400,000 Jobs or Bust. Or Both.

There’s an interesting juxtaposition nowadays between the grim economic/public funding forecasts and the eye-popping estimates of job growth in the “green-collar” economy…at least in the ever-optimistic Golden State.

Given the current meltdown in the capital markets, there is understandable fear that investment in renewable energy and carbon-reducing technology will be nipped in the bud. Recent articles in the New York Times and Times of London reflect the new angst.

But against this backdrop of doom, predictions are popping out all over about the coming economic boom, if we can somehow stay the course toward a low-carbon economy. This week number-crunchers at UC Berkeley issued the bold declaration that through energy efficiency alone, California can add 403,000 new jobs. David Roland-Holst and his colleagues assume a scant 1% annual improvement in overall energy efficiency, in order to get there. And by the way, they say, you can pencil an extra $76 billion in gross state product into the bargain. We’ll be spending so much less to light, heat, cool, and move us around, that it will free up billions of dollars and an outbreak of general prosperity will ensue. Sound like Pollyanna gone wild? The authors say we’ve done it before.

A recent economic analysis by the California Air Resources Board predicted that full implementation of the sweeping Global Warming Solutions Act of 2006 (CA AB-32) would add 100,000 jobs by 2020. The astute reader might wonder how, since energy efficiency is just one facet of AB-32, can the Berkeley number be so much higher. The answer, according to Roland-Holst, is that the Air Board estimate is “innovation-neutral.” In other words, it assumes that nothing new is invented on the efficiency front.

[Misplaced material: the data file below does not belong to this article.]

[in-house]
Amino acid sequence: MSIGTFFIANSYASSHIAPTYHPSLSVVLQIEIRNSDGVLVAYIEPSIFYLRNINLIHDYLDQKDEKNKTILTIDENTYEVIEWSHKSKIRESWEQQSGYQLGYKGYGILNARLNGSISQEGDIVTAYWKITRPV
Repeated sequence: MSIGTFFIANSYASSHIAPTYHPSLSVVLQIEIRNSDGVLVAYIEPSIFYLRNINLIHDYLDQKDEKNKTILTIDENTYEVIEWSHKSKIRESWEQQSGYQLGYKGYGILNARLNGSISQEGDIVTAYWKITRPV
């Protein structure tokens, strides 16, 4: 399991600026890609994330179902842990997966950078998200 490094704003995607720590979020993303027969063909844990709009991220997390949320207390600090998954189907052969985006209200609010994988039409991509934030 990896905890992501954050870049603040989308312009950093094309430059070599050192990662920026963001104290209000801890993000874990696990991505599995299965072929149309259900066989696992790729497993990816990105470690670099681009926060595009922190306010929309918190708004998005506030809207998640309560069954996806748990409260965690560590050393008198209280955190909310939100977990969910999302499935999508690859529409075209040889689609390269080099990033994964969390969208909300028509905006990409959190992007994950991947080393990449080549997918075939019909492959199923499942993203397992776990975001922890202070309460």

Hear more details as KQED’s Peter Jon Shuler speaks with  Roland-Holst about his methodology.

400,000 Jobs or Bust. Or Both. 21 October,2008Craig Miller


Craig Miller

Craig is a former KQED Science editor, specializing in weather, climate, water & energy issues, with a little seismology thrown in just to shake things up. Prior to that, he launched and led the station's award-winning multimedia project, Climate Watch. Craig is also an accomplished writer/producer of television documentaries, with a focus on natural resource issues.

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